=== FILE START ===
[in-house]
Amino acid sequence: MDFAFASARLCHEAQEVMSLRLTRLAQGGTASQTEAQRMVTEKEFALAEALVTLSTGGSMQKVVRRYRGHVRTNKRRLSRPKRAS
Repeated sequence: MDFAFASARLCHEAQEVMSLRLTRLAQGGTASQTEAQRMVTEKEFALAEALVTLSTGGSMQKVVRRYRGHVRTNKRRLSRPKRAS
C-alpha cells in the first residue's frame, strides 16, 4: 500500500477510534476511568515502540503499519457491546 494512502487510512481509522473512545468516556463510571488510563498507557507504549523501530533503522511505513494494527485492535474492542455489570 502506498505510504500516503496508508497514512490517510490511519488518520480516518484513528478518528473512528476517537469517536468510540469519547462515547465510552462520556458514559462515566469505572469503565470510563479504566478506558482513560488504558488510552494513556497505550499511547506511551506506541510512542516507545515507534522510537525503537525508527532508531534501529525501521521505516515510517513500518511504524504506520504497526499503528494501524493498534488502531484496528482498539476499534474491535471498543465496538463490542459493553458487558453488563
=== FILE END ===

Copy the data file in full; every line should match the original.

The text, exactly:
[in-house]
Amino acid sequence: MDFAFASARLCHEAQEVMSLRLTRLAQGGTASQTEAQRMVTEKEFALAEALVTLSTGGSMQKVVRRYRGHVRTNKRRLSRPKRAS
Repeated sequence: MDFAFASARLCHEAQEVMSLRLTRLAQGGTASQTEAQRMVTEKEFALAEALVTLSTGGSMQKVVRRYRGHVRTNKRRLSRPKRAS
C-alpha cells in the first residue's frame, strides 16, 4: 500500500477510534476511568515502540503499519457491546 494512502487510512481509522473512545468516556463510571488510563498507557507504549523501530533503522511505513494494527485492535474492542455489570 502506498505510504500516503496508508497514512490517510490511519488518520480516518484513528478518528473512528476517537469517536468510540469519547462515547465510552462520556458514559462515566469505572469503565470510563479504566478506558482513560488504558488510552494513556497505550499511547506511551506506541510512542516507545515507534522510537525503537525508527532508531534501529525501521521505516515510517513500518511504524504506520504497526499503528494501524493498534488502531484496528482498539476499534474491535471498543465496538463490542459493553458487558453488563